Consider the following opening paragraph from the latest Inflation Report issued by the Bank of England:
The UK economy has barely grown over the past two years, as it has laboured against the consequences of the financial crisis and its impact on global demand, a sharp squeeze in domestic spending power and a necessary fiscal consolidation. The period of weak demand has been accompanied by stagnant productivity, raising questions about the extent to which the supply capacity of the economy has expanded. Increases in energy and other import prices and in VAT have meant that CPI inflation has been well above its 2% target for much of this period.
There is simply no good news in that paragraph. The economy is at a standstill, demand is weak, productivity is stagnant and prices are at uncomfortable levels, preventing the central bank from doing anything else.
First, consider the following chart from the latest UK GDP Report:
UK GDP has contracted in four of the last eight quarters. Household spending has contracted in three of the last 8 quarters, and has barely grown in four of the remaining five quarters. Gross capital formation has been negative in four of the last eight months.
The two charts above break the economy down into manufacturing and service sectors. Manufacturing either contracted or didn't grow in four of the last six quarters. We did see a nice bump in the last quarter. Service sector growth is a bit better. In 4Q11-2Q12, the sector contracted, which is to be expected, considering the economy was in a recession. The sector did see a nice bump last quarter.
Here's the same information put into a "100" scale from the latest inflation report:
The big problem with the above numbers is that in the 3Q of this year, the UK had the Olympics and Paraolympics, both of which boosted demand. As the latest GDP report indicates:
The second estimate of GDP for the third quarter of 2012 was unrevised from the previously published 1.0 per cent increase in the preliminary estimate of GDP, despite small revisions within the production and service industries. Downward revisions of 0.1 percentage points to manufacturing and construction were offset by a 0.6 percentage point upward revision to mining & quarrying including oil & gas extraction. Despite these revisions the picture remains broadly unchanged, with output indicators suggesting weak growth bolstered by special factors such as the Olympic and Paralympic Games.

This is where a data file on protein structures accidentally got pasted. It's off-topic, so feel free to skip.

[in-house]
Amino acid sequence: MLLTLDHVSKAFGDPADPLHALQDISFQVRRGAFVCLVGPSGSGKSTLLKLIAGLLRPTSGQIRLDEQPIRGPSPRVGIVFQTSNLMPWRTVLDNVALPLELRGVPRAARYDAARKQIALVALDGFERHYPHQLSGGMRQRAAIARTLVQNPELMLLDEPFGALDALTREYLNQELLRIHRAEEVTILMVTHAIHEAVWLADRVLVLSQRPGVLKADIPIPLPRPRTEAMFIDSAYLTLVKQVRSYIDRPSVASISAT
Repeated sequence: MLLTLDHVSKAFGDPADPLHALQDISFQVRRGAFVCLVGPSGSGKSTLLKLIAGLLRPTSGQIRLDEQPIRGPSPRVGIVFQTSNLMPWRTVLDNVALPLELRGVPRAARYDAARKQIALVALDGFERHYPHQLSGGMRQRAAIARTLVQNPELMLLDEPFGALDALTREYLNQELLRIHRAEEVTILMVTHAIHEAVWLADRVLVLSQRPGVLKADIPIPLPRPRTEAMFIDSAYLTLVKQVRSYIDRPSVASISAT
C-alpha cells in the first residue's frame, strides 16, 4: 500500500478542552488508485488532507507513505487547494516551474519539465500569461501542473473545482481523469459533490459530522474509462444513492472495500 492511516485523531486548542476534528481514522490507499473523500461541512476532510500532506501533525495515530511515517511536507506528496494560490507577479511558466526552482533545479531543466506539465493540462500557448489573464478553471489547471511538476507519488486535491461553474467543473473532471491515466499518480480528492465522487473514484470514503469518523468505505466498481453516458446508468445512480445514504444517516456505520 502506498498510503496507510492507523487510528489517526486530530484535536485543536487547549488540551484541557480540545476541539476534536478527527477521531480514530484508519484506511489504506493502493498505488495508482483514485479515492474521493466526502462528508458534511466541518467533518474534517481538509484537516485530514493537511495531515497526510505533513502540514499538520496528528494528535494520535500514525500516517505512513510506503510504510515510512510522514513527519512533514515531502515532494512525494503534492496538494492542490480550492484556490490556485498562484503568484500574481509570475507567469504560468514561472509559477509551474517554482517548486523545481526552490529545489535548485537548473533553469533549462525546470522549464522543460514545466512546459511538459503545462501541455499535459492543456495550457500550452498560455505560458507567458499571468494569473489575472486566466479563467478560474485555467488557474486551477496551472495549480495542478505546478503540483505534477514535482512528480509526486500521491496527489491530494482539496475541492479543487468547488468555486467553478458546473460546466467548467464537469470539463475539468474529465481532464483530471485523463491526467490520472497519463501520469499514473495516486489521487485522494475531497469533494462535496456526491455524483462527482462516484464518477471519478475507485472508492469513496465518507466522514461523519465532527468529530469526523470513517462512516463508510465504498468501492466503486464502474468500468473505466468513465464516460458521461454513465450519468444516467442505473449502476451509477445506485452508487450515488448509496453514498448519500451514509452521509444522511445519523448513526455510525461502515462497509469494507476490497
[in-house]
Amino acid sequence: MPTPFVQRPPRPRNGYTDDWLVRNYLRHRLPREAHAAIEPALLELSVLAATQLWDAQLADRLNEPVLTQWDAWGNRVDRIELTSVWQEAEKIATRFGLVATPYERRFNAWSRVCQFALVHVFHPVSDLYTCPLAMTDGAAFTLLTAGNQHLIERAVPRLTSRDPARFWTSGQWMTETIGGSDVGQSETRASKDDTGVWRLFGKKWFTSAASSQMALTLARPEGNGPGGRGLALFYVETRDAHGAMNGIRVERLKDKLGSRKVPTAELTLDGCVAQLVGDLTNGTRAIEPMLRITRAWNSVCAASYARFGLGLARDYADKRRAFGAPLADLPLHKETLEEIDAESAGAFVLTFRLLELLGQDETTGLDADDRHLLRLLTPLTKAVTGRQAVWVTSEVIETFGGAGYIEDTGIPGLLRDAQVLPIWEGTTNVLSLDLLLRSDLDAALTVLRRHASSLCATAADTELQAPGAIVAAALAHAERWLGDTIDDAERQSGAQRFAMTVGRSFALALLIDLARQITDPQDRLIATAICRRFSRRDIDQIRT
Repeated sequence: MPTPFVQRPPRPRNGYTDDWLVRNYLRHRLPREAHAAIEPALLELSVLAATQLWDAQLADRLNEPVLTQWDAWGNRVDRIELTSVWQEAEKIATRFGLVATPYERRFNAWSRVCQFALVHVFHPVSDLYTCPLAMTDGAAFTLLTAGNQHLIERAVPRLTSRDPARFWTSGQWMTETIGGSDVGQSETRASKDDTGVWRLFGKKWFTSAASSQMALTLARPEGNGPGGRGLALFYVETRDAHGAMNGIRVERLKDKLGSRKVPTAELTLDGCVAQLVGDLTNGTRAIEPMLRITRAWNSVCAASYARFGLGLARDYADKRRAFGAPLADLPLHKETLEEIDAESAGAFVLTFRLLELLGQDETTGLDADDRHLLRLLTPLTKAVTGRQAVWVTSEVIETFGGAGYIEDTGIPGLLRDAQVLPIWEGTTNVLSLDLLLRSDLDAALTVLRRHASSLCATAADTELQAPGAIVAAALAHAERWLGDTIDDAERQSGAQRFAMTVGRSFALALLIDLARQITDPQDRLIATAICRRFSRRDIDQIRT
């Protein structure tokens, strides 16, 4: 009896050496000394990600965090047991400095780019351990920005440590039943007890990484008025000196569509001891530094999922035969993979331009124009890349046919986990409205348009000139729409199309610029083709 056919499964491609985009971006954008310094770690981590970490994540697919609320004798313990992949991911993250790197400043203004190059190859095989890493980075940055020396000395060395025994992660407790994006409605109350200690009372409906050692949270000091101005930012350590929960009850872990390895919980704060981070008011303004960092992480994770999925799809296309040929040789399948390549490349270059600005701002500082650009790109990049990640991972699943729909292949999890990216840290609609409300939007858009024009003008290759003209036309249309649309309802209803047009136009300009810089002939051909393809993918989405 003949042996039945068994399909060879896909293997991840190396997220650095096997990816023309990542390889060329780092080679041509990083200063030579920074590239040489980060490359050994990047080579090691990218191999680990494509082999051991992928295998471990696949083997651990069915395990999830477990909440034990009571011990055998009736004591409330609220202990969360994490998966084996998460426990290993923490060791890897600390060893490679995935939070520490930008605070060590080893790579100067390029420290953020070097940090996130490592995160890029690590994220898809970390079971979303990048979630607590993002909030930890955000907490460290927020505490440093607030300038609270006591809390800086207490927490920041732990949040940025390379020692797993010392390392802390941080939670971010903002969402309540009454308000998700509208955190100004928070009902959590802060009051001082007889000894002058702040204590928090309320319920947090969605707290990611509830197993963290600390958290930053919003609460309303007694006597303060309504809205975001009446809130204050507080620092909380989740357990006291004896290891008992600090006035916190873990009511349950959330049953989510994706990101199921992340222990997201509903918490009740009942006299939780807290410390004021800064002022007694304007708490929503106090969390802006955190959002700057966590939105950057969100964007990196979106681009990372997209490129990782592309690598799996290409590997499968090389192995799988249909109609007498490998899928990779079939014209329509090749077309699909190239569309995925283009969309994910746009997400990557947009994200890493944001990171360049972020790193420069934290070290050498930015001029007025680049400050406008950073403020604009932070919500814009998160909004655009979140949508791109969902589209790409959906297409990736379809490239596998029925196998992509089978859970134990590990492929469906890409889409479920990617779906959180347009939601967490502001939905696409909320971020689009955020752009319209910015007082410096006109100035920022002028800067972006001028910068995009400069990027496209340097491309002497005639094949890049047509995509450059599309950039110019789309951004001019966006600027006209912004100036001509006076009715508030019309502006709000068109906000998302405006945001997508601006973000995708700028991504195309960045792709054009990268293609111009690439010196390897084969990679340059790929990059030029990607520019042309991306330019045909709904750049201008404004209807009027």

Now, let's turn our attention to a few charts from the BOE's Inflation Report -- which is akin to the Fed's Beige Book:
The above chart shows various GDP components and compares their post recession performance to their performance over the 1998-2008 time period. The results are devastatingly negative. Previously, household consumption increased .9% Q/Q, but is now contracting .4% Q/Q. Private sector investment was increasing 1.1%, now it's decreasing 1.6%. Private sector final demand was increasing .9% Q/Q, now it's decreasing .6% Q/Q. Simply put, these are terrible numbers.
Household consumption has been consistent since the Great Recession -- but there is no improvement. The good news to this is that savings has increased, but right now, the economy needs spending.
And the chart above shows that overall investment -- government, business and private sector dwellings -- are all far below pre-recession levels.
Put simply, the UK economy is in terrible shape. It hasn't meaningfully grown since 2008. And their plan of austerity is clearly hurting their efforts to move beyond.